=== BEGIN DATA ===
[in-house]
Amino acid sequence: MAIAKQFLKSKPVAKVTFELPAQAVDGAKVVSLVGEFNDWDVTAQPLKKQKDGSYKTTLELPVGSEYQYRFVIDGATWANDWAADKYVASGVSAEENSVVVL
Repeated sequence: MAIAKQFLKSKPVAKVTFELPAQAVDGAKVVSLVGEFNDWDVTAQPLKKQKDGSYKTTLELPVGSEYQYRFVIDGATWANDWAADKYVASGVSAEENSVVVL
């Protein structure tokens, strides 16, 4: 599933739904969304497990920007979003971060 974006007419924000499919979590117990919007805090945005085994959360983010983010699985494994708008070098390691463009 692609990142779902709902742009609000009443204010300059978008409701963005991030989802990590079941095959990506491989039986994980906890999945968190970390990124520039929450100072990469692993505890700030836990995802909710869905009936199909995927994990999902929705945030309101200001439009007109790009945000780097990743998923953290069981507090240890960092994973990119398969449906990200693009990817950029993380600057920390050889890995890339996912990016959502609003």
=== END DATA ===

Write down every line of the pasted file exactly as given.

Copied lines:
[in-house]
Amino acid sequence: MAIAKQFLKSKPVAKVTFELPAQAVDGAKVVSLVGEFNDWDVTAQPLKKQKDGSYKTTLELPVGSEYQYRFVIDGATWANDWAADKYVASGVSAEENSVVVL
Repeated sequence: MAIAKQFLKSKPVAKVTFELPAQAVDGAKVVSLVGEFNDWDVTAQPLKKQKDGSYKTTLELPVGSEYQYRFVIDGATWANDWAADKYVASGVSAEENSVVVL
């Protein structure tokens, strides 16, 4: 599933739904969304497990920007979003971060 974006007419924000499919979590117990919007805090945005085994959360983010983010699985494994708008070098390691463009 692609990142779902709902742009609000009443204010300059978008409701963005991030989802990590079941095959990506491989039986994980906890999945968190970390990124520039929450100072990469692993505890700030836990995802909710869905009936199909995927994990999902929705945030309101200001439009007109790009945000780097990743998923953290069981507090240890960092994973990119398969449906990200693009990817950029993380600057920390050889890995890339996912990016959502609003």